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Discussion Starter #381
In 1968, John H. Dales, an obscure Canadian economics professor, was determined to end what he felt was an endless and meaningless drama between environmental groups and industry over the problem of pollution.


After a year of mulling over the skirmish, he produced a 111-page book called "Pollution, Property & Prices."


Dales' idea, popularly known as cap and trade, has spread around the globe over the last four decades.


Thirty-five countries, 13 states and provinces, and seven cities are using it to fight greenhouse gas pollution that causes global warming. Lumped together, they represent almost 40 percent of the world's gross domestic product.


Next year, China, the world's biggest source of man-made carbon dioxide and other climate-changing gases, is preparing to lead this parade by unveiling what may become the most far-reaching national CO2 reduction program of them all, based on cap and trade.


The big difference in Dales' plan was that it used a market-based concept. Under it, the government imposes a declining limit, or "cap," on a family of pollutants, tailored to a plant's history of emissions. Then it leaves it up to the company to find ways to stay under the cap. Dales' idea was to use market forces and private innovation, not government planners, to arrive at the cheapest and most effective way to do it.


The cap is implemented with allowances that amount to a government-issued permit to emit a given amount of a pollutant. At the end of a year, the company must come up with a permit for every ton of CO2 it emits. For example, Company X finds a promising new pollution abatement technology, buys it, implements it, reduces its emissions below its cap and then has unused permits it can sell to the market.


But Company Y decides to ignore the cap. At the end of the year, it needs to buy permits from the market in order to avoid a stiff fine for exceeding the cap. Rather than mandating a specific technology for each industry sector, the government need only distribute the allowances, develop accurate ways to measure pollution levels, and design and police markets to make sure they remain stable and fair. The market would do the rest, because rising prices for permits would stir technological innovations for curbing pollution.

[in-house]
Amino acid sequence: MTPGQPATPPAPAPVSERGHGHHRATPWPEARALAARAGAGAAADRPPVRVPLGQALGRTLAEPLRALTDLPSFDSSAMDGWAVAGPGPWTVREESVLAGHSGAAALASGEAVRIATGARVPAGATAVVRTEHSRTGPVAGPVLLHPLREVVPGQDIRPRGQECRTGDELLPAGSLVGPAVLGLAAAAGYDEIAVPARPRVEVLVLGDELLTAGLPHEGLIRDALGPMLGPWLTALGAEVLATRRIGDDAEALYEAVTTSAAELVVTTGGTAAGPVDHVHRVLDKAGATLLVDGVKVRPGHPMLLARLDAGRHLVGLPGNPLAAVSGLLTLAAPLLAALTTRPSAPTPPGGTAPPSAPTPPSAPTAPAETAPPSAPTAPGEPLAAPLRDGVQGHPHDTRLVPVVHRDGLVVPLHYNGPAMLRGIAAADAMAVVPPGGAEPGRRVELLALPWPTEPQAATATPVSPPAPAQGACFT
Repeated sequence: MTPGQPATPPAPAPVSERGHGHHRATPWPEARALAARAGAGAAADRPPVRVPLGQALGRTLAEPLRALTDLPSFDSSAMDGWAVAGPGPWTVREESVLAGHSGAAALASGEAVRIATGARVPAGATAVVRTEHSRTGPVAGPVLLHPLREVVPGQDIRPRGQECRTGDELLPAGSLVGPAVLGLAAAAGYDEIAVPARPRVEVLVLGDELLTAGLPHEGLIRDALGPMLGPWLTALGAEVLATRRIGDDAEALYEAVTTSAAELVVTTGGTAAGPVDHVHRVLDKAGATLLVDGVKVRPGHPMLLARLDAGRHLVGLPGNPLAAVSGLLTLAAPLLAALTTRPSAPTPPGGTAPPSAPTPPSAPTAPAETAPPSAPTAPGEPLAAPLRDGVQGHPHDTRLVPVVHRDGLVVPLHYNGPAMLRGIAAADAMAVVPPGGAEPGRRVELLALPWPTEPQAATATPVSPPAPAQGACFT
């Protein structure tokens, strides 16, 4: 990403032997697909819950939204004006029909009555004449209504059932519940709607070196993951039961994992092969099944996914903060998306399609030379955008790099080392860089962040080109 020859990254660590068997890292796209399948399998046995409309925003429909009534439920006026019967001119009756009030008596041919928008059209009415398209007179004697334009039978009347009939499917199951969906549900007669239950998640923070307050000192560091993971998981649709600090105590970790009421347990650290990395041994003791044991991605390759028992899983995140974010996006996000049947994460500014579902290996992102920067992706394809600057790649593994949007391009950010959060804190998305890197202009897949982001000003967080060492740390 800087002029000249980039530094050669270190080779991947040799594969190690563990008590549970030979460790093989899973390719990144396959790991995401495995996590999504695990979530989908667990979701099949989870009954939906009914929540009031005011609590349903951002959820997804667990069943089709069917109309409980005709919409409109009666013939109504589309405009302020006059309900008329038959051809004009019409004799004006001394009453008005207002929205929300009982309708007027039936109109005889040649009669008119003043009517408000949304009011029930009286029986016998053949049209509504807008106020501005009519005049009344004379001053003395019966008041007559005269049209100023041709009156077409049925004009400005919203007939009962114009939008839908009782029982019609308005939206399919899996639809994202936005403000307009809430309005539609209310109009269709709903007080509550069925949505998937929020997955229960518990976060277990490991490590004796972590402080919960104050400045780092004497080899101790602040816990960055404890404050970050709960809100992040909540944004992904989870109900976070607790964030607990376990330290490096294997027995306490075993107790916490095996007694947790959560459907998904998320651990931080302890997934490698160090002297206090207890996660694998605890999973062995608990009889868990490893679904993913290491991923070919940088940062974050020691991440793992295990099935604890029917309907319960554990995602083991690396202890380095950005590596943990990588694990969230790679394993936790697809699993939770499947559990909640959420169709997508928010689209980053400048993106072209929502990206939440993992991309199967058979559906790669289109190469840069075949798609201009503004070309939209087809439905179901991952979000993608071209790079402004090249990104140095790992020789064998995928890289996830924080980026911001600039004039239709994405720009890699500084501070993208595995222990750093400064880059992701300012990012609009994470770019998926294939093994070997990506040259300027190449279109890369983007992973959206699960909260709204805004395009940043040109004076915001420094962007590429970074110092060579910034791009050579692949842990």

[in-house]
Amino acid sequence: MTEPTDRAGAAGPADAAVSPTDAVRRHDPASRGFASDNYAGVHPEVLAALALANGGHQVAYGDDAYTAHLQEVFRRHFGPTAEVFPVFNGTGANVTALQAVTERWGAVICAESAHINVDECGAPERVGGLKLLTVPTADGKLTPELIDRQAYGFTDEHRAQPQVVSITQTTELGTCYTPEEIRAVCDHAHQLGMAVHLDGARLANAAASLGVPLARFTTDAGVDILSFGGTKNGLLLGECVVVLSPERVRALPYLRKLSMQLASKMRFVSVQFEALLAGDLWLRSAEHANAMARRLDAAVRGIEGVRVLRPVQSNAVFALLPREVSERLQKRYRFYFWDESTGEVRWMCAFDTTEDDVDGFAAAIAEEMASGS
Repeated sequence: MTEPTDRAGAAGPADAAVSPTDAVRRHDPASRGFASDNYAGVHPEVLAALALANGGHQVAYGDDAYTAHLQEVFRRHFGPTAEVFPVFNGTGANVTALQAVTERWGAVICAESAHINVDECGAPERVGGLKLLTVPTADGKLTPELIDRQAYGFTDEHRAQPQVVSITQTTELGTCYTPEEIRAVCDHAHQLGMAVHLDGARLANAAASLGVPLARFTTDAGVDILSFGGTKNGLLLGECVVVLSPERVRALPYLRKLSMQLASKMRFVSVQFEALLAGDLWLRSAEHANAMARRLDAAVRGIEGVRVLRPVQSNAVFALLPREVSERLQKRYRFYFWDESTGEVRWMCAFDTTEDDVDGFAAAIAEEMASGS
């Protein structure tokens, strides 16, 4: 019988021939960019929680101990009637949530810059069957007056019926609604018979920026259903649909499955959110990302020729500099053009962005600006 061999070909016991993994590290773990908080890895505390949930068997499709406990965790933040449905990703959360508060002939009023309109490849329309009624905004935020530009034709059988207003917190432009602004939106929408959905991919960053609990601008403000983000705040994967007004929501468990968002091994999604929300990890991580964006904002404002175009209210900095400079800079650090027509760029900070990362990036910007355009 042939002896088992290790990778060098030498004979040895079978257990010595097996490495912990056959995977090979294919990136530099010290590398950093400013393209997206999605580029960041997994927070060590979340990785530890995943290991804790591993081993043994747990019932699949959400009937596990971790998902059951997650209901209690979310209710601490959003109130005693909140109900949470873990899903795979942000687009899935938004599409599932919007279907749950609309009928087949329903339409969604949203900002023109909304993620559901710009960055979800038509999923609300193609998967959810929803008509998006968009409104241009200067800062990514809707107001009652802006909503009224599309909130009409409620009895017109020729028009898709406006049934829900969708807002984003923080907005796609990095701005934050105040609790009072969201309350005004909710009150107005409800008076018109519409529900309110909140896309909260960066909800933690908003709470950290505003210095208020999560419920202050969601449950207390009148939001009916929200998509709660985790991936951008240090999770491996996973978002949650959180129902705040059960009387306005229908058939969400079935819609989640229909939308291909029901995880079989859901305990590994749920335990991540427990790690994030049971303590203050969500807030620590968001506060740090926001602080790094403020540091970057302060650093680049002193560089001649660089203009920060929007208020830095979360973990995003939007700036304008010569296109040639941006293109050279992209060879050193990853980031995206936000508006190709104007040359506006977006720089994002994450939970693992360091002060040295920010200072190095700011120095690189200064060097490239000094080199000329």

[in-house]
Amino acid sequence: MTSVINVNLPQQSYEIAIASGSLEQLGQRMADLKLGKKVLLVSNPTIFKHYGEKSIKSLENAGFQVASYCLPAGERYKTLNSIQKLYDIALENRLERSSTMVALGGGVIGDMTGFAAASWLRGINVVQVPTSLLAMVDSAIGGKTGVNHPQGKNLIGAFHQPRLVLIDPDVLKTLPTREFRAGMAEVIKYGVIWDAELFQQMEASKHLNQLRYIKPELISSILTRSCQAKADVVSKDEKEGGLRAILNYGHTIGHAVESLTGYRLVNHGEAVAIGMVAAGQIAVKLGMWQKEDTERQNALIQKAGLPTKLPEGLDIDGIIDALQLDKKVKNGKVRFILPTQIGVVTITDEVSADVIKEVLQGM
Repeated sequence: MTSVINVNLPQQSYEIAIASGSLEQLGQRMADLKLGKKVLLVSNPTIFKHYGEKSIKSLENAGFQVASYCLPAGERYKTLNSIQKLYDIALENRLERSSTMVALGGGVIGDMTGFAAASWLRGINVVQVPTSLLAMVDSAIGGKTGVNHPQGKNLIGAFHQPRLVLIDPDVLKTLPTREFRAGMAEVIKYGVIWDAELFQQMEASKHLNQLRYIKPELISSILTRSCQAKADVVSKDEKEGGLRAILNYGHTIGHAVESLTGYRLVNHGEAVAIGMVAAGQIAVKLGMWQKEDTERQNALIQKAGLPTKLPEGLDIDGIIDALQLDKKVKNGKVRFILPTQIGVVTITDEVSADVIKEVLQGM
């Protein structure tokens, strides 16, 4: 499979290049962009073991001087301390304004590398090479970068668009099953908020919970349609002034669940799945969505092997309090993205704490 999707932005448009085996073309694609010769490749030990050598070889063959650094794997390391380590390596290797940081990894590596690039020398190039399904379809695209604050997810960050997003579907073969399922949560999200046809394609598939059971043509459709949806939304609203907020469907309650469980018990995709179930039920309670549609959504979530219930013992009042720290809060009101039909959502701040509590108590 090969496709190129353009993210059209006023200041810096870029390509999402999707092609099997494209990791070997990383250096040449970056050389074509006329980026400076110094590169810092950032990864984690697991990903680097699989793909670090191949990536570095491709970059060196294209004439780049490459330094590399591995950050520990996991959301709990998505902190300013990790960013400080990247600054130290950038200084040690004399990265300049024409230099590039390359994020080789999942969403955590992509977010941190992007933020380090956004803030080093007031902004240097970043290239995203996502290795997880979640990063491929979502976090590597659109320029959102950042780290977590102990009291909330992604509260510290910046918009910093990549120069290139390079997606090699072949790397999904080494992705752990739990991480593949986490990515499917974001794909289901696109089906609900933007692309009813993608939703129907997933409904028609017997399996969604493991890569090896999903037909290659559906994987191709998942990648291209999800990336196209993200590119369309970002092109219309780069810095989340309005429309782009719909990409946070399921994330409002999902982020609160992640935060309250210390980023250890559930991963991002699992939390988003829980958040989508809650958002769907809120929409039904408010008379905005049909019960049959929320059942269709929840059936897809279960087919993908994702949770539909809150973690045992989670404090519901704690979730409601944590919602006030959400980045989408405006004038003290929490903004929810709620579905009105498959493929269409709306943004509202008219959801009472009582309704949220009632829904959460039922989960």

For most of the traditional players, it was to be a slow learning curve, but the general idea about using markets did catch the eye of the Environmental Defense Fund, a relatively new, New York-based environmental group that had attracted bipartisan support to restrict the use of DDT and to get poisonous lead out of gasoline.


Fred Krupp, who was hired to run EDF in October 1984, had become curious about using economic approaches to solve environmental problems in college. One of his professors at Yale once told him that if "people lowered their voices" on environmental problems, "these problems were solvable." But this position wasn't shared by many of his colleagues in EDF's hierarchy. They were lawyers, like Krupp.


"The original informal slogan of the older EDF members was 'sue the bastards,'" he explained.


By the spring of 1985, Krupp had accumulated enough money to hire another economist, a college professor and agriculture specialist named Dan Dudek. Dudek explained that Dales' approach, then coming into vogue with younger academics, was still all theory.


"I wasn't sure if Dan was loony or the greatest visionary I had ever met, but I took a chance and hired him," Krupp later recalled.


Dudek went to work on how to apply cap and trade to air pollution problems and came up with a scheme to apply it to acid rain.


Then Krupp wrote an op-ed piece about the approach for The Wall Street Journal, which was spotted by C. Boyden Gray, the chief counsel for then-Vice President George H.W. Bush, who was running for president.


Acid rain was caused by sulfur dioxide emissions from coal-fired power plants that were devastating fish and trees in the lakes and forests of the Northeast and in Canada. After Bush was elected, Gray, who headed Bush's transition team, invited Krupp to the White House.


The elder Bush, Gray explained to Krupp, wanted something to support a campaign pledge that he would become the "environmental president." The plan that evolved was to frame emissions reduction in terms that businessmen understood.


Robert Stavins, a Harvard economist, was asked to join the team and help draft amendments to the Clean Air Act that Congress passed in 1990 with big majorities in both houses.


Industry welcomed the idea. Most environmental groups, unfamiliar with cap and trade, remained neutral about it.


The acid rain abatement program started in 1995, and using emissions trading, the U.S. power plant industry came up with new ways to blend different types of coal to cut acidic emissions. This avoided the government's proposed solution, which was to force companies to buy expensive scrubbing technology.


The result was a 25 percent cut in the fossil fuel emissions that caused acid rain at a small fraction of the expected cost. The industry responded to the program with 100 percent compliance.


From:
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CARBON MARKETS: The epic journey of a modest proposal -- Wednesday, May 11, 2016 -- www.eenews.net
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Discussion Starter #382
An interview with an evangelical climate scientist from Texas:
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Katharine Hayhoe: Bridging the climate change divide


June 16, 2016 — Katharine Hayhoe is a leading climate scientist at Texas Tech University and has been featured in documentaries such as “Years of Living Dangerously,” but she’s probably best known for engaging diverse communities — including Evangelicals — in an ongoing discussion about the impacts of climate change. Hayhoe recently stopped by Ensia’s offices to talk about her experiences bridging the climate change divide: